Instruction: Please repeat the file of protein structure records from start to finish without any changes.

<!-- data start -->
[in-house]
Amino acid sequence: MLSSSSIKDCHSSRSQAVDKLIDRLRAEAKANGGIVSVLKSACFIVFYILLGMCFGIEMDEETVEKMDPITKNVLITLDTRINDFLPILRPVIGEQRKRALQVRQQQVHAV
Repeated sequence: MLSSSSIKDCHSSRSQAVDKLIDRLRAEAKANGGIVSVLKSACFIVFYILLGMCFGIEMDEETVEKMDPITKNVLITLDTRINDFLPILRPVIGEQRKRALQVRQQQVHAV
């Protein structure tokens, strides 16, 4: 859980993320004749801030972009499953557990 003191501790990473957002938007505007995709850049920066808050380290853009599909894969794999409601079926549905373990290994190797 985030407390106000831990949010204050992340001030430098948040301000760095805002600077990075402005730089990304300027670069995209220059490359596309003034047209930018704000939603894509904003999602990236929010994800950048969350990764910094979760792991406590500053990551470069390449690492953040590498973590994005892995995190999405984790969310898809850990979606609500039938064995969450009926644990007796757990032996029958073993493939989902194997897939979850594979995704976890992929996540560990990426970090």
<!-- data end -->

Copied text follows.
[in-house]
Amino acid sequence: MLSSSSIKDCHSSRSQAVDKLIDRLRAEAKANGGIVSVLKSACFIVFYILLGMCFGIEMDEETVEKMDPITKNVLITLDTRINDFLPILRPVIGEQRKRALQVRQQQVHAV
Repeated sequence: MLSSSSIKDCHSSRSQAVDKLIDRLRAEAKANGGIVSVLKSACFIVFYILLGMCFGIEMDEETVEKMDPITKNVLITLDTRINDFLPILRPVIGEQRKRALQVRQQQVHAV
């Protein structure tokens, strides 16, 4: 859980993320004749801030972009499953557990 003191501790990473957002938007505007995709850049920066808050380290853009599909894969794999409601079926549905373990290994190797 985030407390106000831990949010204050992340001030430098948040301000760095805002600077990075402005730089990304300027670069995209220059490359596309003034047209930018704000939603894509904003999602990236929010994800950048969350990764910094979760792991406590500053990551470069390449690492953040590498973590994005892995995190999405984790969310898809850990979606609500039938064995969450009926644990007796757990032996029958073993493939989902194997897939979850594979995704976890992929996540560990990426970090």